Ian McShane on Mr. Wednesday Ian McShane talks about his character Mr. Wednesday - a mysterious conman with big plans.
And so the following evening I brought Jim home to dinner. I had known Jim slightly in high school. In high school Jim was a hero. He had tremendous Irish good nature and vitality with the scrubbed and polished look of white chinaware.
He seemed to move in a continual spotlight. He was a star in basket-ball, captain of the debating club, president of the senior class and the glee club and he sang the male lead in the annual light operas.
He was always running or bounding, never just walking. He seemed always at the point of defeating the law of gravity. He was shooting with such velocity through his adolescence that you would logically expect him to arrive at nothing short of the White House by the time he was thirty.
But Jim apparently ran into more interference after his graduation from Soldan. His speed had definitely slowed. Six years after he left high school he was holding a job that wasn't much better than mine.
I was valuable to him as someone who could remember his former glory, who had seen him win basketball games and the silver cup in debating. He knew of my secret practice of retiring to a cabinet of the washroom to work on poems when business was slack in the warehouse.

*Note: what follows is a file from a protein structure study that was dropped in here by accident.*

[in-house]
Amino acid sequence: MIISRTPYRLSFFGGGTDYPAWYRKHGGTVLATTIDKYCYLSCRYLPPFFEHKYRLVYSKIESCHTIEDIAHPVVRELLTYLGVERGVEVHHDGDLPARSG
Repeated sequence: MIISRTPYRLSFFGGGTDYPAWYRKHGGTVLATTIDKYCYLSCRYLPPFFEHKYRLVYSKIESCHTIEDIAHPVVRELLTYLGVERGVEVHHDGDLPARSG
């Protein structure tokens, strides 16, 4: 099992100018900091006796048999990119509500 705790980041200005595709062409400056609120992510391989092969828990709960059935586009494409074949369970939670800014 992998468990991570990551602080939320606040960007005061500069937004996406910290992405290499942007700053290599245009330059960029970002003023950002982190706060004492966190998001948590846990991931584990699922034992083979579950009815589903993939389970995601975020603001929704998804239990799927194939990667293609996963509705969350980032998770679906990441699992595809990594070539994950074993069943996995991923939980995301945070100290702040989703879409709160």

He called me Shakespeare. And while the other boys in the warehouse regarded me with suspicious hostility, Jim took a humorous attitude toward me. Gradually his attitude affected the others, their hostility wore off and they also began to smile at me as people smile at an oddly fashioned dog who trots across their path at some distance.
I knew that Jim and Laura had known each other at Soldan, and I had heard Laura speak admiringly of his voice. I didn't know if Jim remembered her or not. In high school Laura had been as unobtrusive as Jim had been astonishing. If he did remember Laura, it was not as my sister, for when I asked him to dinner, he grinned and said, 'You know, Shakespeare, I never thought of you as having folks!
It is about five o'clock of a late spring evening which comes 'scattering poems in the sky.But the wonderfullest trick of all was the coffin trick. We nailed him into a coffin and he got out of the coffin without removing one nail There is a trick that would come in handy for me—get me out of this two-by-four situation!.
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What does “home” mean and what will we do to protect it? Noura challenges our notions of modern marriage and motherhood through a portrait of Iraqi immigrants living in New York. As Noura and her husband Tareq prepare to celebrate their first Christmas as American citizens, she looks forward to welcoming a special guest—Maryam, a [ ].
is from Pakistan and United Arab Emirates. Her work appears in over literary venues, both print and online, and several anthologies by different presses. Tennesse Williams' The Glass Menagerie, scene five. [IMAGE: HIGH SCHOOL HERO.] TOM: And so the following evening I brought Jim home to dinner.